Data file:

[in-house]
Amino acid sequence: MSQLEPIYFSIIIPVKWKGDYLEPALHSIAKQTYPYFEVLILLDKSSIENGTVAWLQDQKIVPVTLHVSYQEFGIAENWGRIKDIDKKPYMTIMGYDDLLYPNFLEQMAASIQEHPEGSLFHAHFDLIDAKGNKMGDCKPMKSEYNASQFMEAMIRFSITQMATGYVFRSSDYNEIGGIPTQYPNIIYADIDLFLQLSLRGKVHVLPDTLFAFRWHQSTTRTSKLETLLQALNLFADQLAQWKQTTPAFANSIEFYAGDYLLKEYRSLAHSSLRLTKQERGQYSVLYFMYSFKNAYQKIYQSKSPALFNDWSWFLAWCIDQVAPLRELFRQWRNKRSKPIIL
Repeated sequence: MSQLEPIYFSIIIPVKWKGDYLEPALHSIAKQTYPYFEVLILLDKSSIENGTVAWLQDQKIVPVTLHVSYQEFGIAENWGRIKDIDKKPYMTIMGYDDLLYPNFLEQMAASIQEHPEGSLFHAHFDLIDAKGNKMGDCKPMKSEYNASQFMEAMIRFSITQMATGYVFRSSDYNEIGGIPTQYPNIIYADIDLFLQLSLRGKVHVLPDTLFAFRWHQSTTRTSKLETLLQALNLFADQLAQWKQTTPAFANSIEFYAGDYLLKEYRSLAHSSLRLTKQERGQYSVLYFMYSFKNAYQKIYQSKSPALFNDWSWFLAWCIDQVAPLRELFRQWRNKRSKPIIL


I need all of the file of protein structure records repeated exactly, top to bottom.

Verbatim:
[in-house]
Amino acid sequence: MSQLEPIYFSIIIPVKWKGDYLEPALHSIAKQTYPYFEVLILLDKSSIENGTVAWLQDQKIVPVTLHVSYQEFGIAENWGRIKDIDKKPYMTIMGYDDLLYPNFLEQMAASIQEHPEGSLFHAHFDLIDAKGNKMGDCKPMKSEYNASQFMEAMIRFSITQMATGYVFRSSDYNEIGGIPTQYPNIIYADIDLFLQLSLRGKVHVLPDTLFAFRWHQSTTRTSKLETLLQALNLFADQLAQWKQTTPAFANSIEFYAGDYLLKEYRSLAHSSLRLTKQERGQYSVLYFMYSFKNAYQKIYQSKSPALFNDWSWFLAWCIDQVAPLRELFRQWRNKRSKPIIL
Repeated sequence: MSQLEPIYFSIIIPVKWKGDYLEPALHSIAKQTYPYFEVLILLDKSSIENGTVAWLQDQKIVPVTLHVSYQEFGIAENWGRIKDIDKKPYMTIMGYDDLLYPNFLEQMAASIQEHPEGSLFHAHFDLIDAKGNKMGDCKPMKSEYNASQFMEAMIRFSITQMATGYVFRSSDYNEIGGIPTQYPNIIYADIDLFLQLSLRGKVHVLPDTLFAFRWHQSTTRTSKLETLLQALNLFADQLAQWKQTTPAFANSIEFYAGDYLLKEYRSLAHSSLRLTKQERGQYSVLYFMYSFKNAYQKIYQSKSPALFNDWSWFLAWCIDQVAPLRELFRQWRNKRSKPIIL